How to Get Promoted Faster in a Startup
by Jillian Ferrante May 29th, 2014
Ever work a 9-5 in one of those big corporations where your boss and colleagues are so reluctant to share job knowledge and there’s always a lay off approaching? Me too, that’s when I decided to make the leap to a start-up. Joining VMTurbo was the best move I’ve made professionally. The culture is warm and friendly, like walking into the kitchen at a family party—we have plenty of food and drinks too!
So, after 5 years of working in a job where there wasn’t room for growth, I realized I wasn’t getting the guidance I was seeking to further my career. That’s when I decided it’s time to take charge and change industries. Within 4 months of joining VMTurbo, I was transitioning into a new role to help build out a training program we now call Turboversity. It has been a great challenge and the results are truly worth it. How did I get here? Working hard, talking to management about where I see myself in this company, how I can add value and completing goals I set for myself. Being able to reach out and ask for help as well as being open to new ideas will set you apart from the rest.
First of all, to work at a startup, you must come in with a positive attitude and be willing to take on responsibilities that weren’t included in the job description you read online. The more responsibilities you take on, the more you challenge yourself, the more value you’re adding to the company while sharpening your own skills. It is noticeable when a coworker is happy or upset so make sure you’re passionate about your career. Maybe you came to a startup because you wanted to change careers or maybe this is your first job. Either way, work ethic bears a tremendous weight when being evaluated for a promotion. Why is that, you ask? Well, maybe you don’t know the technology that well but that can be taught through training sessions (like Turboversity), work ethic on the other hand is part of who you are as a professional. Management will choose someone who might not know the product to its fullest extent over the person who comes in late, does the minimum requirements and leaves early.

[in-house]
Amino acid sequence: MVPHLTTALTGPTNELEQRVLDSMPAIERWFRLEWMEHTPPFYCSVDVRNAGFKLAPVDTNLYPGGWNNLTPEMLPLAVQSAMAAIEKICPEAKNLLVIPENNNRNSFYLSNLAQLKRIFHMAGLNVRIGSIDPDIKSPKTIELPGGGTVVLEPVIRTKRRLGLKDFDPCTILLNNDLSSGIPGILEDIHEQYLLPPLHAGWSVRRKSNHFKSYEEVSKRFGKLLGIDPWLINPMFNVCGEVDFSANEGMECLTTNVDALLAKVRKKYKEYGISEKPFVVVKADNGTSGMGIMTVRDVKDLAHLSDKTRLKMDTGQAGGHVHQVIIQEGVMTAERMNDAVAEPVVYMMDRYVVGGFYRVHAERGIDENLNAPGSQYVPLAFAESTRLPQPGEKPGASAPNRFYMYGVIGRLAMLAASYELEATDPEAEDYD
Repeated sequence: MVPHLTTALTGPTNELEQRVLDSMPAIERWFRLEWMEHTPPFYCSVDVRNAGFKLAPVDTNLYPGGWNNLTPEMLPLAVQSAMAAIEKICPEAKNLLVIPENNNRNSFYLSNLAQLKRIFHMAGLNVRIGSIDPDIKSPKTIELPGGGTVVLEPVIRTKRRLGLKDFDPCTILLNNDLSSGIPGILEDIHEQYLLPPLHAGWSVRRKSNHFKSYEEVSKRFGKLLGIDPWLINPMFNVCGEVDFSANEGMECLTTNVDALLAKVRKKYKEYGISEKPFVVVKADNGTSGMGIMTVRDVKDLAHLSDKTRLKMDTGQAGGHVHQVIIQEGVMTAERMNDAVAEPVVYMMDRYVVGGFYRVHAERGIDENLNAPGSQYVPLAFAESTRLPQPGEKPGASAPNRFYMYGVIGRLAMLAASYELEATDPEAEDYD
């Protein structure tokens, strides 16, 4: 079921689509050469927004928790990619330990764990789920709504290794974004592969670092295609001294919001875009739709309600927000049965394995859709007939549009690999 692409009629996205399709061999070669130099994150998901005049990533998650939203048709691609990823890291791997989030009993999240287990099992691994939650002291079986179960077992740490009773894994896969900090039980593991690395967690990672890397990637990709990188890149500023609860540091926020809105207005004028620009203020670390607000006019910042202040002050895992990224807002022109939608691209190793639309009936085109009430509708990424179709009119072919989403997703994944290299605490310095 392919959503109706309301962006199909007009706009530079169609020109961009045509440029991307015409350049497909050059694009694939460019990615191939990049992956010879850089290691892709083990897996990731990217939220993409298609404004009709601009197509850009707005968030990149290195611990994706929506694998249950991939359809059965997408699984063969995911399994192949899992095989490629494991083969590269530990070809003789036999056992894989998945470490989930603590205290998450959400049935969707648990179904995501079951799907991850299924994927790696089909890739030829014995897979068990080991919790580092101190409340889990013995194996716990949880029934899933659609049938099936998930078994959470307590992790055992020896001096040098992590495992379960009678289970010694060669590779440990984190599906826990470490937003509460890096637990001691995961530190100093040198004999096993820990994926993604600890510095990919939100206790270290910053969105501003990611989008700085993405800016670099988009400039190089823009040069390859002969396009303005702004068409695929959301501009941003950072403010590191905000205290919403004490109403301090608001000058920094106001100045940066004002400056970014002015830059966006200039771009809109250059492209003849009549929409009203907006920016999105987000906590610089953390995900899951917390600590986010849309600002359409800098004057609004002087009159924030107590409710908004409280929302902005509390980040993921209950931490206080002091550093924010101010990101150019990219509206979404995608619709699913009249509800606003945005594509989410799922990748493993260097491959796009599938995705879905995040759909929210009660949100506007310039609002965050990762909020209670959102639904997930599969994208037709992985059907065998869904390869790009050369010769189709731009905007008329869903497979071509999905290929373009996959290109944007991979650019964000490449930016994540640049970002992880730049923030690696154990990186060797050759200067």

Communication is another part of the job that is extremely important to keep open and consistent. Communication can make a relationship and a company fail or highly successful. I’ve learned that without communication, what do you have? VMTurbo’s CEO, Ben Nye believes that “transparency, performance and trust” is the key to being successful at what you do and how you run a business. We have weekly lunch meetings with the entire company (including our NY and UK office) to go through updates on the sales, engineering, HR and finance fronts. Providing this information, loops everyone in to what is going on and where the company is going. The same needs to be done on the individual level in regards to where you want to go on your career path. Anyone can have a job, they’re offered everywhere—a career is what people work so hard to find.
VMTurbo has offered all of its employees a promising career path; it’s up to you to decide if you can handle taking advantage of the opportunity.
Jillian Ferrante, Sales Enablement